Samsung's Lee bets big on smart cars

Samsung's Lee bets big on smart cars

Samsung Electronics Vice Chairman Lee Jae-yong surprised the market by acquiring Harman International Industries for $8 billion in cash Monday, pushing forward the tech giant’s ambitions in the connected car business.

The deal, which came less than a month after his boardroom debut, appears to be carried out under Lee’s vision of turning Samsung’s focus from the declining smartphone business to high-value added future businesses such as auto components and biopharmaceuticals.

The acquisition of the US firm, a No.1 player in the infotainment and telematics market, is expected to help Samsung make up for lost time as the firm is a latecomer to the automotive market.

Citing Samsung’s technological advancements in chips, display and telecommunications, market analysts said the possibility is high for the South Korean company to take a lead in the connected car business.

“The acquisition should allow Samsung Electronics Co. to diversify into and gain a solid presence in the connected car solutions industry, which has good growth prospects,” said Joe Morrison, a Moody’s vice president and senior credit officer, in a report. Moody’s also said that Samsung’s acquisition of Harman will have no effect on its “A1” rating, adding that its acquisition cost was relatively small compared to the tech giant’s liquidity holdings of $71 billion at the end of the third quarter.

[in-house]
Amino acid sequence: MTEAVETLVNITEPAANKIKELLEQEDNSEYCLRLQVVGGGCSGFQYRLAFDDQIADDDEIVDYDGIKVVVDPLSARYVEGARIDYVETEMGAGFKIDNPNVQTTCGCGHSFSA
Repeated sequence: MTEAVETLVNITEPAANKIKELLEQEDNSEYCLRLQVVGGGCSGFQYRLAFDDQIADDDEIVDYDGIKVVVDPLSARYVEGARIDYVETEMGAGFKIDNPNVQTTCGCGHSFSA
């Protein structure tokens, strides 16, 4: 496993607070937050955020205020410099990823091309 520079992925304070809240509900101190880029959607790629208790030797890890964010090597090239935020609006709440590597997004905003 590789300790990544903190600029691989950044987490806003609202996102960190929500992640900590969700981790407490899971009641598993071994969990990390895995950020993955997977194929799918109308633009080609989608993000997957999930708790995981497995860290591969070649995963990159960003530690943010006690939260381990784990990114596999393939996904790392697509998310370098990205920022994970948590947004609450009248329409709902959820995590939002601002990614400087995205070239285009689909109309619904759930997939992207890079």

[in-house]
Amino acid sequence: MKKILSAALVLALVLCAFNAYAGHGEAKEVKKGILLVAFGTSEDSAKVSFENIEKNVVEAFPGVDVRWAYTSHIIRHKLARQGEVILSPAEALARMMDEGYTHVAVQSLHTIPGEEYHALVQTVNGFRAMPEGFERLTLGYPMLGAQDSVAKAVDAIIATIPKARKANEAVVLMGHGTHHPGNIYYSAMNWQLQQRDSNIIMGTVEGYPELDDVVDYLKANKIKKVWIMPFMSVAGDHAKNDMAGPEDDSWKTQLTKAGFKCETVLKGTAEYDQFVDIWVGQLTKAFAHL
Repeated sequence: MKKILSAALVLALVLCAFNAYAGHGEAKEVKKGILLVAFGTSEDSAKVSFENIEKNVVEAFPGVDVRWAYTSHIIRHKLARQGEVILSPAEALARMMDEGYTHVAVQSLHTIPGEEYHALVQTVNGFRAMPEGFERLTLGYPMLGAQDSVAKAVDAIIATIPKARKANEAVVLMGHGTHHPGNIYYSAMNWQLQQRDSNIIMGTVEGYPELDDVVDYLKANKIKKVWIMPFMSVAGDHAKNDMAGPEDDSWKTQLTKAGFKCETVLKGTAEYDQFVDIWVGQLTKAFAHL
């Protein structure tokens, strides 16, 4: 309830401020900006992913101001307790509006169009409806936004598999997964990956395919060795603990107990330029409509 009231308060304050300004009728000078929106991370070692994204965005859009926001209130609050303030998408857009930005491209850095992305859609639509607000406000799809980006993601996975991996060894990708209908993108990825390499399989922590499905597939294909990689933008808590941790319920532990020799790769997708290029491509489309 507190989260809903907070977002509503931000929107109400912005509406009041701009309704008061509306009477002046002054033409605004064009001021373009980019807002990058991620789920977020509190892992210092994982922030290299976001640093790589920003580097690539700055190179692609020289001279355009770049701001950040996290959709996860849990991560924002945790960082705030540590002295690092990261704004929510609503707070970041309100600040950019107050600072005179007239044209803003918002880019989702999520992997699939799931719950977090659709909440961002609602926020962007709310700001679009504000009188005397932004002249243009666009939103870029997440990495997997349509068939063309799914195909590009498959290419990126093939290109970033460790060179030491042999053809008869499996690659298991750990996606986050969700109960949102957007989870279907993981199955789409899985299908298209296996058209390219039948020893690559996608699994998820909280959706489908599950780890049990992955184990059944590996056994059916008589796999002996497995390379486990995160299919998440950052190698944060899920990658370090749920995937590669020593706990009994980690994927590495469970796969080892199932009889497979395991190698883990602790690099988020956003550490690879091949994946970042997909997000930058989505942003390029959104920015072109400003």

Harman, the world’s leading car audio systems-maker, currently holds a 24 percent of share in the premium in-vehicle entertainment sector under brand names such as JBL, AKG and Bang & Oulfsen.

It is also the second-largest player in telematics — a segment that operates car navigation services and onboard entertainment systems — with a 10 percent share.

The announcement came nearly a year after the launch of an automotive team directly under Samsung Electronics Vice Chairman Kwon Oh-hyun.

For Samsung, acquiring an automotive company has been cited as a necessity, as it has had no presence in the industry since its complete withdrawal from the car industry in 2000.

Lee’s father, Samsung Group Chairman Lee Kun-hee spearheaded the company’s automobile unit, but sold it to Renault 16 years ago. The company had said it would never re-enter the automobile market following that. But as part of its future growth strategy, the South Korean conglomerate revived its ambition in autos, particularly the rapidly growing in-vehicle components market. Its market size is expected to grow from $54.2 billion last year to $186.4 billion by 2025.

“Samsung’s ultimate goal in the automotive business is to become a smart car total solution provider,” said Kim Dong-won, an analyst at Hyundai Investment and Securities in a report.

“By incorporating Harman’s onboard entertainment, Internet of Things technology as well as the company’s global networks (of clients) with Samsung’s technology on chips and display for in-vehicle use, (Samsung) could secure a competitive edge in competing with Bosch and Continental.”

Rival companies on its home turf, for their part, appear to be discouraged by Samsung’s surprise deal.

LG Electronics has been pushing to expand its presence in the automotive market in recent years, while Hyundai Motor is striving to keep its dominance as the nation’s largest carmaker.

No immediate impact is expected, a Hyundai Motor official said.

But the rivals’ concerns loom large over the possibility of Samsung selling Harman’s in-vehicle audio systems with their own components as a package, taking advantage of premium client networks secured by the US company such as BMW and Mercedes Benz.


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